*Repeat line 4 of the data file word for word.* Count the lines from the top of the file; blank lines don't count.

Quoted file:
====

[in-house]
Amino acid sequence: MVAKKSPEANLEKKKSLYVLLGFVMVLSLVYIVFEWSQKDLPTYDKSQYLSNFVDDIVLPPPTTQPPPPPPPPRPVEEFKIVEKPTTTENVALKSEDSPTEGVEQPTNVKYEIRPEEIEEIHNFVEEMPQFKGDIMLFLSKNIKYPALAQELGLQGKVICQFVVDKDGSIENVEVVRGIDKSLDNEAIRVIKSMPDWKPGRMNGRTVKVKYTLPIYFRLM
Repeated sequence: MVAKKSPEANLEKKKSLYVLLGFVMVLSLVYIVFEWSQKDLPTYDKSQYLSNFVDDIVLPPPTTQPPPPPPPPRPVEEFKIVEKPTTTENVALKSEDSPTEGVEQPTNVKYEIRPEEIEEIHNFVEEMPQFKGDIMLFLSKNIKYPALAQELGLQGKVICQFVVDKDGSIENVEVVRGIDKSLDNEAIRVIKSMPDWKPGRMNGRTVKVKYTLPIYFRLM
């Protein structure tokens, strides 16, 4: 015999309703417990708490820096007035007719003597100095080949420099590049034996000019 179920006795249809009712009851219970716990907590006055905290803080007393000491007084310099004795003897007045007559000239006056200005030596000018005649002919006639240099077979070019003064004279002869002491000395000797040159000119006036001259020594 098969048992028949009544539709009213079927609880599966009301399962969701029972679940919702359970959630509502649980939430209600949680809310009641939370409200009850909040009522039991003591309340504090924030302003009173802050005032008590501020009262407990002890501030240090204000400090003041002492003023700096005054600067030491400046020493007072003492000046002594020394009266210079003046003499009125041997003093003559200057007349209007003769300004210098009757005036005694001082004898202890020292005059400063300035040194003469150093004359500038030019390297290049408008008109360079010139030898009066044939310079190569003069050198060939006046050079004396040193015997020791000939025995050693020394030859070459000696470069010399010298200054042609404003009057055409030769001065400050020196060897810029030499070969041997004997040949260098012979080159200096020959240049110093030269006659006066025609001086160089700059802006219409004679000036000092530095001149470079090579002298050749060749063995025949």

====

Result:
């Protein structure tokens, strides 16, 4: 015999309703417990708490820096007035007719003597100095080949420099590049034996000019 179920006795249809009712009851219970716990907590006055905290803080007393000491007084310099004795003897007045007559000239006056200005030596000018005649002919006639240099077979070019003064004279002869002491000395000797040159000119006036001259020594 098969048992028949009544539709009213079927609880599966009301399962969701029972679940919702359970959630509502649980939430209600949680809310009641939370409200009850909040009522039991003591309340504090924030302003009173802050005032008590501020009262407990002890501030240090204000400090003041002492003023700096005054600067030491400046020493007072003492000046002594020394009266210079003046003499009125041997003093003559200057007349209007003769300004210098009757005036005694001082004898202890020292005059400063300035040194003469150093004359500038030019390297290049408008008109360079010139030898009066044939310079190569003069050198060939006046050079004396040193015997020791000939025995050693020394030859070459000696470069010399010298200054042609404003009057055409030769001065400050020196060897810029030499070969041997004997040949260098012979080159200096020959240049110093030269006659006066025609001086160089700059802006219409004679000036000092530095001149470079090579002298050749060749063995025949």